The mandala has been photographed, printed out and pasted on to a card. Tears are forgotten. We are fascinated to learn more about snails and the wild world they inhabit. What was nothing but a pest to me has now become a creature to study.

All the same, I hope it doesn't copy the author's wild snail, and hatch 118 babies.

Wednesday, July 1, 2015

Mindfulness Mountain (2)

 'From the top, light and shadows will shape the land you know in new ways,' said the mountain as I rested with my back against a sun-warmed rock at the summit. I closed my eyes, and felt I could stay there forever.
 But the voice of the mountain said, 'Don't be seduced by the summit. Don't linger too long,' and I remembered what my father told me.
My father was a mountain climber in his youth. He climbed to the top of Mt Taranaki, on whose foothills I grew up, twenty-one times. He taught me the first lesson of alpine explorers: that it is more dangerous to descend than ascend.
And so I set out before the weather changed and the wind came up and the light faded.
 This time I discovered another path.
 'Be mindful of every step,' warned the mountain. It would be easy to slip or sprain an ankle going down too fast.
 'Follow the signs, and go slowly,
even though a new destination has appeared.'
Joseph Campbell, who studied the mythology of hundreds of cultures, said that an important part of the great adventure (the 'hero's journey') is the Return. It is important not to return too fast, but to take time for integration. The new path down the mountain led me first to the labyrinth.
 Time to pause and frame a question. The labyrinth is based on the 7-circuit classical labyrinth as shown on ancient Greek coins. Never have I walked a labyrinth with so much spaciousness on every side. I was given several answers to my simple question, all of them perfect.
 And then it was time to enter the Sanctuary. Based on the old Byzantine chapels of Europe, this stone building breathes silence. Now was the time to stop, to meditate, to linger.
 The golden mean was used throughout, giving a deep sense of harmony.
 The late afternoon sun cast magical reflections on the wooden ceiling panels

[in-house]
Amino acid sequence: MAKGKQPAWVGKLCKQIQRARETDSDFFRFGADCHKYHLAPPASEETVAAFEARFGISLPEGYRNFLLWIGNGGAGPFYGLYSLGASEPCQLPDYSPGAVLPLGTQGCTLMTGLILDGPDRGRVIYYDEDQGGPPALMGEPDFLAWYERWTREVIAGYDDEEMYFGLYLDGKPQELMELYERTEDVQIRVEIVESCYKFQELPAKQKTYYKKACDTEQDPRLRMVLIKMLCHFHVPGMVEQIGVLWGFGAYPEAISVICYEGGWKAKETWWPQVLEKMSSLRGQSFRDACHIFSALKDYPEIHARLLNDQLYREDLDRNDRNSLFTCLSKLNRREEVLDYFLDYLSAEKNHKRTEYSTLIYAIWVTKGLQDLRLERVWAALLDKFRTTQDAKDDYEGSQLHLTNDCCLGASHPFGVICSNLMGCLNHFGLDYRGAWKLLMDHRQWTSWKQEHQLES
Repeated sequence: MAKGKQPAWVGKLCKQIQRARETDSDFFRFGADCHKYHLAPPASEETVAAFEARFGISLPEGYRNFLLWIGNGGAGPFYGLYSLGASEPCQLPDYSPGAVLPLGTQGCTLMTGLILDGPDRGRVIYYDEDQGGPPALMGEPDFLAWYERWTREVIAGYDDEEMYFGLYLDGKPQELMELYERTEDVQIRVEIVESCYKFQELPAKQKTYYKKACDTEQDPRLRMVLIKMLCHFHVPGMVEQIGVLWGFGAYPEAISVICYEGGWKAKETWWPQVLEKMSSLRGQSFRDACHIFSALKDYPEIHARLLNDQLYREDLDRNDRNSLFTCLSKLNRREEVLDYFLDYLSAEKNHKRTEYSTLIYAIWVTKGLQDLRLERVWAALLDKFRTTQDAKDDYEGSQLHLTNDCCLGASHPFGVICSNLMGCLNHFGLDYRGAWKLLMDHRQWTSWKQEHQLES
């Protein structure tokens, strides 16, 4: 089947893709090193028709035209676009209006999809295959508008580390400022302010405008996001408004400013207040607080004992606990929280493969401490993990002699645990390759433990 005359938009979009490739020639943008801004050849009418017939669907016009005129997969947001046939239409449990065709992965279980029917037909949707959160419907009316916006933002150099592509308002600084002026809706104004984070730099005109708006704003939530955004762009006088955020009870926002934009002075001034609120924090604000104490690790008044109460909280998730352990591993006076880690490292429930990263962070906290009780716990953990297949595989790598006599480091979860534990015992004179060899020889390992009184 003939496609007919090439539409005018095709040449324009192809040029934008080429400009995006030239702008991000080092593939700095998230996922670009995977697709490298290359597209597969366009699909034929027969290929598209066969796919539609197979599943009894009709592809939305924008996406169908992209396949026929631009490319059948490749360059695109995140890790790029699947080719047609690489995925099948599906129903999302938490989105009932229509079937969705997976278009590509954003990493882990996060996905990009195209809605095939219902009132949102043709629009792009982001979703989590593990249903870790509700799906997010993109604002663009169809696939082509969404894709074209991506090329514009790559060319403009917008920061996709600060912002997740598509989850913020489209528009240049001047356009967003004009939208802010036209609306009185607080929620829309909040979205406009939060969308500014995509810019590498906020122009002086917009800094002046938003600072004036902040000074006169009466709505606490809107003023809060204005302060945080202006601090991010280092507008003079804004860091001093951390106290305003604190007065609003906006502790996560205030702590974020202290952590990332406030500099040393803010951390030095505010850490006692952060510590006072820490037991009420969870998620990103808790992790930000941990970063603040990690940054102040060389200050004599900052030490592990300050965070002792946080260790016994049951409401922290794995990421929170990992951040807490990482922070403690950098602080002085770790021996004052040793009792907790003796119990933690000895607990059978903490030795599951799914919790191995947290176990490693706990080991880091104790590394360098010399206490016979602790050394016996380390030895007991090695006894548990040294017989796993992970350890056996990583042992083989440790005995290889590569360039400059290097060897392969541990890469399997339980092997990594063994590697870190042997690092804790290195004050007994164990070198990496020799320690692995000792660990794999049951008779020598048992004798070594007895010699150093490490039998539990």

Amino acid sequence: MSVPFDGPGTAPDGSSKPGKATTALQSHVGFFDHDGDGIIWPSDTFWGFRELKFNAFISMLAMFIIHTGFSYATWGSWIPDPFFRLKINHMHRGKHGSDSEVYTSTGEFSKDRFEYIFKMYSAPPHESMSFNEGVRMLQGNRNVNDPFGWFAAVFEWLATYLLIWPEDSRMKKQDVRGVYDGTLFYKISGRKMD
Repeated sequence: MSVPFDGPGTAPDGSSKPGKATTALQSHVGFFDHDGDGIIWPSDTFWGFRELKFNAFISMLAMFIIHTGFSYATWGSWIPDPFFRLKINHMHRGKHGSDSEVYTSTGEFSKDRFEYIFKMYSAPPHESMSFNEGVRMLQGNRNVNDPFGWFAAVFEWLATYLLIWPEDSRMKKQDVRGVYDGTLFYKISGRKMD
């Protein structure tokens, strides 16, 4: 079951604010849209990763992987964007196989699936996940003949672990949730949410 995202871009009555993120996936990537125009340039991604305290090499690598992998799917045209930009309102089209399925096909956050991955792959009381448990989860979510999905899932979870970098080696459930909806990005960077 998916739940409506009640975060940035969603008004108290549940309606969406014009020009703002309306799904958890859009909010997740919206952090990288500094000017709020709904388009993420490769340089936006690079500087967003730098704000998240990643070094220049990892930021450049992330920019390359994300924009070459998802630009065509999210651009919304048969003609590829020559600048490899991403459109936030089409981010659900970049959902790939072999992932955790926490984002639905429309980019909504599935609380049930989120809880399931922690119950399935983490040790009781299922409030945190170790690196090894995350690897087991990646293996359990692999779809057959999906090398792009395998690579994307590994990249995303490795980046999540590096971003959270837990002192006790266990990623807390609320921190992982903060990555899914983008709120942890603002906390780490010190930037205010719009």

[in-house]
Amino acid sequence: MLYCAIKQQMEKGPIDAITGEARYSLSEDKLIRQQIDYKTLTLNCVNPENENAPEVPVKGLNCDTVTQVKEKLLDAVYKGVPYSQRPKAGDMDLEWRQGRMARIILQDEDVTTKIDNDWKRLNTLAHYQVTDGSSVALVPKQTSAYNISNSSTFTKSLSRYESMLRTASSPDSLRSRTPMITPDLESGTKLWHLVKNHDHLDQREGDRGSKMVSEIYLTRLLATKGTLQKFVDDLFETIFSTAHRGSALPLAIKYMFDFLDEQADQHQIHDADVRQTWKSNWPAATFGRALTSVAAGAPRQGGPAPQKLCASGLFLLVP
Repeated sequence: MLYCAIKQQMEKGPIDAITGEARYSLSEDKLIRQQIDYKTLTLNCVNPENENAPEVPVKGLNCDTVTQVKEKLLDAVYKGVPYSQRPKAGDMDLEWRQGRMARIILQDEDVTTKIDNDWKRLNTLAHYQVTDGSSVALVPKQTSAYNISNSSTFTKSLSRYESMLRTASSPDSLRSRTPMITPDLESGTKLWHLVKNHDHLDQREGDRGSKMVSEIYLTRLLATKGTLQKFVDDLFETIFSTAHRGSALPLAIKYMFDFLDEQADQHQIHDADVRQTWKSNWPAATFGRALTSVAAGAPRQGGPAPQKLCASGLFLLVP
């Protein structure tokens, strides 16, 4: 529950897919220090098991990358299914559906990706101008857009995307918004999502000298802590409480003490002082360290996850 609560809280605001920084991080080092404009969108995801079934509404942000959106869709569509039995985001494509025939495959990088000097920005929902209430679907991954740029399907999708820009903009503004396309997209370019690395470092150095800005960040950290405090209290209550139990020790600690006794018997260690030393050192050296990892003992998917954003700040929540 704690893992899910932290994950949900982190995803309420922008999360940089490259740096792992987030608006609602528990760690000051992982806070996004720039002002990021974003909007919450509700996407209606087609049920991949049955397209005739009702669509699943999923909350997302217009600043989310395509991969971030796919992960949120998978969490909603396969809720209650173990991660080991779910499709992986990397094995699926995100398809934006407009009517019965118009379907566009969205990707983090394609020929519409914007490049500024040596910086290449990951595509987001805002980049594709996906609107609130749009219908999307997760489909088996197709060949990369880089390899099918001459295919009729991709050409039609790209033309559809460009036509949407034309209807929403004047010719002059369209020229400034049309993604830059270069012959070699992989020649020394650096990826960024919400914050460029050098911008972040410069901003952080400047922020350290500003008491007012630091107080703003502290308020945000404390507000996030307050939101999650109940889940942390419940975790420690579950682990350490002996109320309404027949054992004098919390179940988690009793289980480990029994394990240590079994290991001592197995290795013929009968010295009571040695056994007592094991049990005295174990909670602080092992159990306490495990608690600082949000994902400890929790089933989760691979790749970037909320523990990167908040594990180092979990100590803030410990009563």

and on the stone floor, with its central greenstone circle.
I chanted a little, feeling my voice enlarged into the four corners, reverberating as never before in this place of amazing acoustics, where it is said that sound takes 5-6 seconds before dissolving back into silence.
I could have rushed back down the path I originally came up on. But the mountain showed me another way. It brought me to this sanctuary, and reminded me that while sacred places abound in wild nature, there are times when human endeavour also results in great beauty, stillness and upliftment.
As I left, the bells, cast in Germany using old methods and transported hundreds of miles to reach this place, began to ring. The cascading peel rang out across the valley, up the sides of the mountain and into the sky.

Monday, June 29, 2015

Mindfulness mountain (1)

I've just spent a weekend at the beautiful Mana Retreat on the Coromandel Peninsula, where I led a winter solstice ritual for the community and helpers who had gathered for a big working bee. On Sunday I had time for replenishment. At Mana, there are many choices. On this day I felt fit, and as the mist cleared, I decided to walk up the mountain.
 In the still rhythm of walking, I could hear the mountain guiding me.
 'Take a staff,' it said. 'This will steady you.'
I had forgotten to pick one up from the big basket as I left, so I needed to search amongst the trees. The mountain had a staff ready and waiting (not one of the soft punga trunks in this photo, but a tough kanuka pole),
 and it was true, the staff gave me steadiness as the path ascended steeply and at times it was hard to find a foothold.
 'Pause to notice what's here', said the mountain. Native flowers are quiet, not flamboyant. They are mostly white, because of being pollinated by moths at night. I paused, and discovered rangiora about to burst into flower.
'You will be supported,' said the mountain, and so I was, with a sign just as I was feeling lost, or a foothold cut into a steep part, when I was faltering.
'And when you think you have reached the top, know that it is not really the top. 
Take some breaths and gather more energy.'
'Now is the time to stop and rest.'
'Lifted high above dwellings and roads,  bushes and tree tops, up in the realm of bird song, pause to drink in a new perspective.'
To descend from such a height is sometimes more challenging than to ascend. In my next post, I will tell you how the mountain guided me, and what I found. But for now, dear reader, we have climbed enough. Take a rest with me, and enjoy the view.

Wednesday, June 17, 2015

Thyme for solstice

Just before I picked up my pen to write to you for winter solstice, I opened an envelope that had just arrived through the mail. Neatly folded inside the letter, I discovered two little sprigs of wild thyme.

Lost on the limestone
I inhaled the tangy scent and was suddenly tumbled back to the late sixties, when I was living in Paris. It was Easter, I was three months pregnant and we'd taken a train to the south of France for a holiday. Now we were wandering on a high limestone plateau known as the Calanques, searching for the Youth Hostel that would be our haven for the night.